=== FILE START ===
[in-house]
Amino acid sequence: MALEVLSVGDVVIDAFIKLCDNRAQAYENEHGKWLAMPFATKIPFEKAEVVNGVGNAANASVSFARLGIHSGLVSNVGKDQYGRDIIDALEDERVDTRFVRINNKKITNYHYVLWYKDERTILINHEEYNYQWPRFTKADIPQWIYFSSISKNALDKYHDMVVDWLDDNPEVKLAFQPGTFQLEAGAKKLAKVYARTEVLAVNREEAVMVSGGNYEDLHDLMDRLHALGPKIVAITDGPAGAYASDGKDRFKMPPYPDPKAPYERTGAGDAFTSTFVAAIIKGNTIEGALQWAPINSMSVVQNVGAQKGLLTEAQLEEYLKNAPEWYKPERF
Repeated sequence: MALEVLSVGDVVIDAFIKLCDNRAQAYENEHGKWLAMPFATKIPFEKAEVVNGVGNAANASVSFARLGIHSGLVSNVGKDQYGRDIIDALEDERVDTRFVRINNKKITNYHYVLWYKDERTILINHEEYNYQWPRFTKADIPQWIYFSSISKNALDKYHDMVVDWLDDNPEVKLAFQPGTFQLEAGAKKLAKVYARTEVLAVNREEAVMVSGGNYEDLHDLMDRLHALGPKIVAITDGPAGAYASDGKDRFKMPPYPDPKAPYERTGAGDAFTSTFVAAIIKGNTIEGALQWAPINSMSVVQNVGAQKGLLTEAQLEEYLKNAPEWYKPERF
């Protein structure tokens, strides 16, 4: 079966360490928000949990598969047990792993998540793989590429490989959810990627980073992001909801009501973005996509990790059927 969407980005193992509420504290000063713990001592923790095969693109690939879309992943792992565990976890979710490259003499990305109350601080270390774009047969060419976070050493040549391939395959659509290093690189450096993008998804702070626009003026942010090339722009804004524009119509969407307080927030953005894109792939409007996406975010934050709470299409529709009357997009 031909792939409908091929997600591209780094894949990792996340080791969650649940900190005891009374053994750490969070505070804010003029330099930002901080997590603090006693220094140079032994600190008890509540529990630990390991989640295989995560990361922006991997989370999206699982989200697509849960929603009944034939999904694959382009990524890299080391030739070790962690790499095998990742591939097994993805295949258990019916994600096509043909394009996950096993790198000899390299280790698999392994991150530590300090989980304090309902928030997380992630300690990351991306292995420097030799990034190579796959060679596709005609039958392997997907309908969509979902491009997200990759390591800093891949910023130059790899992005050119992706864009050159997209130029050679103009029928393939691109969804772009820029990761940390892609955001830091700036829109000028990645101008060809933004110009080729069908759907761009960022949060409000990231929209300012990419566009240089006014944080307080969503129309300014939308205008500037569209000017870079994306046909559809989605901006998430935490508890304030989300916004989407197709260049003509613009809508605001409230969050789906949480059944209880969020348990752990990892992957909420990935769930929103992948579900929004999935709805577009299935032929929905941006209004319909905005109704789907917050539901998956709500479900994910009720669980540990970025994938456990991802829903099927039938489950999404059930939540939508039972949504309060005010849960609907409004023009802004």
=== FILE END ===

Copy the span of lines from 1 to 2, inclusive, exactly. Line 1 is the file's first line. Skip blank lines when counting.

[in-house]
Amino acid sequence: MALEVLSVGDVVIDAFIKLCDNRAQAYENEHGKWLAMPFATKIPFEKAEVVNGVGNAANASVSFARLGIHSGLVSNVGKDQYGRDIIDALEDERVDTRFVRINNKKITNYHYVLWYKDERTILINHEEYNYQWPRFTKADIPQWIYFSSISKNALDKYHDMVVDWLDDNPEVKLAFQPGTFQLEAGAKKLAKVYARTEVLAVNREEAVMVSGGNYEDLHDLMDRLHALGPKIVAITDGPAGAYASDGKDRFKMPPYPDPKAPYERTGAGDAFTSTFVAAIIKGNTIEGALQWAPINSMSVVQNVGAQKGLLTEAQLEEYLKNAPEWYKPERF